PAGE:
Ember was the talk of the League of Legends community before the season even began.
At the end of December, the owner of Ember, a North American Challenger Series team, released the salaries for all its players in a Medium post. It came at the height of the debate about transparency in player salaries and sparked a weeklong debate.
The heat died down, and Ember played the NACS, falling just short of a chance to make the League Championship Series. Things took a turn from there, with Ember reportedly releasing all but one of its players and then being sold to Team Nova.
Slingshot’s Joe Cannavino caught up with Ember’s AD Carry Benjamin “LOD” deMunck to talk about Ember, life as a Challenger player and filling in for three LCS teams during the spring split.
Joe Cannavino: Where did you start your competitive League career?
Benjamin “LOD” deMunck: I started in LoLPro, which was Curse’s “C” team, I guess. This was in Season 4. I played with them for about eight months, from around October 2013 to around September 2014. I switched to playing mid, and that lead me to Coast, which I only played on for about a month. Things just didn’t work out with our roster, so I switched back to AD and that’s when I joined Cloud 9 Tempest.
JC: When did you first start playing League?
BD: I started right before Season 1. I didn’t quite play in beta, but I picked it up almost right away.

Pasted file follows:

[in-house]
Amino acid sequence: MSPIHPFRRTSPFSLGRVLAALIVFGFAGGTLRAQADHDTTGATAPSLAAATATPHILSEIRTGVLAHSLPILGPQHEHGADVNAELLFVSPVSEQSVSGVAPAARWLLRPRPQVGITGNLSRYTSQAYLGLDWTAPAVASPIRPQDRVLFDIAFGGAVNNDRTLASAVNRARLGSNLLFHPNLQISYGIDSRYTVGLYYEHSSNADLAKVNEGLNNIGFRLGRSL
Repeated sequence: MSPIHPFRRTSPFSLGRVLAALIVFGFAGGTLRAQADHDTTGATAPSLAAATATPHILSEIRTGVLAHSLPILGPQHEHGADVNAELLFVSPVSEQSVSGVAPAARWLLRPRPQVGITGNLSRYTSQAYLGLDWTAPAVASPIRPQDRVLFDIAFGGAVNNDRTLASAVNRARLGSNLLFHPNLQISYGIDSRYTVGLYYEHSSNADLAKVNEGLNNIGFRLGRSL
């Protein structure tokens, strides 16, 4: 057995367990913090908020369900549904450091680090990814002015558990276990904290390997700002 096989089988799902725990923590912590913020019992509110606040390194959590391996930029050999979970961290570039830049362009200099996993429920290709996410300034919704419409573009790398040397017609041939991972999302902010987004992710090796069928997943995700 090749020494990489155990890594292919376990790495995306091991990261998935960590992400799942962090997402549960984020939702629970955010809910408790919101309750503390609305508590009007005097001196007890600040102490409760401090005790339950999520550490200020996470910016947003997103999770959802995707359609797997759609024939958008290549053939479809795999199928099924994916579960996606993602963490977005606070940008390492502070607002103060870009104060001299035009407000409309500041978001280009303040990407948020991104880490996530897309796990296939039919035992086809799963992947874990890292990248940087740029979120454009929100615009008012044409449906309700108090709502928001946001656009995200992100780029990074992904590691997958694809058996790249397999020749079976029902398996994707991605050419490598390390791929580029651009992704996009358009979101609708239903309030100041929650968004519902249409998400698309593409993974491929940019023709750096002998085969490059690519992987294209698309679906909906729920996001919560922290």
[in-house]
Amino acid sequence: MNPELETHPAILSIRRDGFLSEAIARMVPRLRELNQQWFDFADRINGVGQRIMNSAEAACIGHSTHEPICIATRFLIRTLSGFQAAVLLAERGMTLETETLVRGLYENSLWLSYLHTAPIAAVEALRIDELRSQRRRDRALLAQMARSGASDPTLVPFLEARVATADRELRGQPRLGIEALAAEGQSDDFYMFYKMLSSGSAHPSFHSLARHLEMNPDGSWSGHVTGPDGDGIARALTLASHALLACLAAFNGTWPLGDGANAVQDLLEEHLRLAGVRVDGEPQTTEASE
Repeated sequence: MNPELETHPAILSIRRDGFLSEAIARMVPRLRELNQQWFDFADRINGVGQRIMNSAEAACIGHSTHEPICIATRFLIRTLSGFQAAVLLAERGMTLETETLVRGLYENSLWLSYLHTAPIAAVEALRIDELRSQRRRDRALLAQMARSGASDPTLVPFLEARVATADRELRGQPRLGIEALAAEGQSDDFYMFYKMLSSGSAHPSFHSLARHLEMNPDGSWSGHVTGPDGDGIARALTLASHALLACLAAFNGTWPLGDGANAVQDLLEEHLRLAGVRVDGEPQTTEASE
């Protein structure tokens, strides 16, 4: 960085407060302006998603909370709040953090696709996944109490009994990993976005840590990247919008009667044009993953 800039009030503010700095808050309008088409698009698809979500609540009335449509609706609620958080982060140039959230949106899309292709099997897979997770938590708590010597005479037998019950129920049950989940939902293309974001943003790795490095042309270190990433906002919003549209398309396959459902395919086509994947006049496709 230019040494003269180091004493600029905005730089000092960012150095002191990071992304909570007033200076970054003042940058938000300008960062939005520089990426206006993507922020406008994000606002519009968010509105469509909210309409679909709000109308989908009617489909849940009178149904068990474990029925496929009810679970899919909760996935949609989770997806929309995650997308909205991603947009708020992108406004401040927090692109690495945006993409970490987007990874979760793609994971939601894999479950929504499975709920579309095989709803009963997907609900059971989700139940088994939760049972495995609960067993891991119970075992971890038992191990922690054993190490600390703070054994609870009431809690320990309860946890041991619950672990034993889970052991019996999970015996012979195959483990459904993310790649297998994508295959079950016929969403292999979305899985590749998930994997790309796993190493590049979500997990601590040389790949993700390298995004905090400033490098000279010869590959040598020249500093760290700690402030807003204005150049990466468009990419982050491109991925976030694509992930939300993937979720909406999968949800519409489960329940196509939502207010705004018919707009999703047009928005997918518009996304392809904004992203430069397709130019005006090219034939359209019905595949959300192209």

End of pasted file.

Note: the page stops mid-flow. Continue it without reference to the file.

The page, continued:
JC: How does a Challenger player get recognized?
BD: In high elo, especially back in the day, it’s a tight knit community. If you are high on the ladder, you are going to be playing with and against the same people. Eventually you build a reputation for yourself and get to know people, then you set up a team.
JC: So after Coast you were picked up by Cloud 9 Tempest. How did you like that organization?
BD: C9 was a great org. They were really, really good. We kind of got unlucky. First we got disqualified and then banned from Riot tournaments for like four months.
JC: How come?
BD: The story goes like this. We beat the first round for the qualifiers to get to the (North American Challenger Series). We were doing really well in scrims. We were just destroying everybody. So the second round came, and i think it was the last round to make it into NACS. Everything was good, and we had no intentions of doing anything wrong. Then all of a sudden our support messages us saying that he forgot to download TR (tournament realm server) and he is not at home. This was like 30 minutes before the game was about to start. Patching TR takes like anywhere from five minutes to five hours, it’s very random. It was five minutes before the game, so we were going to get disqualified anyways and there was no way to get this guy online. So we got this random guy, he was like Diamond 2, wait actually I am not even sure that he was Diamond, I think he was a Platinum support player. We ended up winning our series 2-0.
JC: Was that even legal back then, because don’t you need to be at least Diamond to play in Challenger?
BD: Yeah, now you have to at least be Diamond. I think it was legal back then. So we ended up using a ringer and we felt bad for that. It really sucked for us because, even though we won with a handicap, we basically lied to Riot and the other team. We ended up ratting ourselves out and telling Riot because the consequences if we didn’t tell them were probably going to be worse. Even morally, we just felt weird about the situation. We all were working super hard, and if we got knocked out of the NACS because our support didn’t download the TR, we would all be out of a job for months, and we would all feel really terrible. It was a really hard decision to make but we ended up telling Riot. They were nice enough to ban us only for that split so it wasn’t too bad,I guess.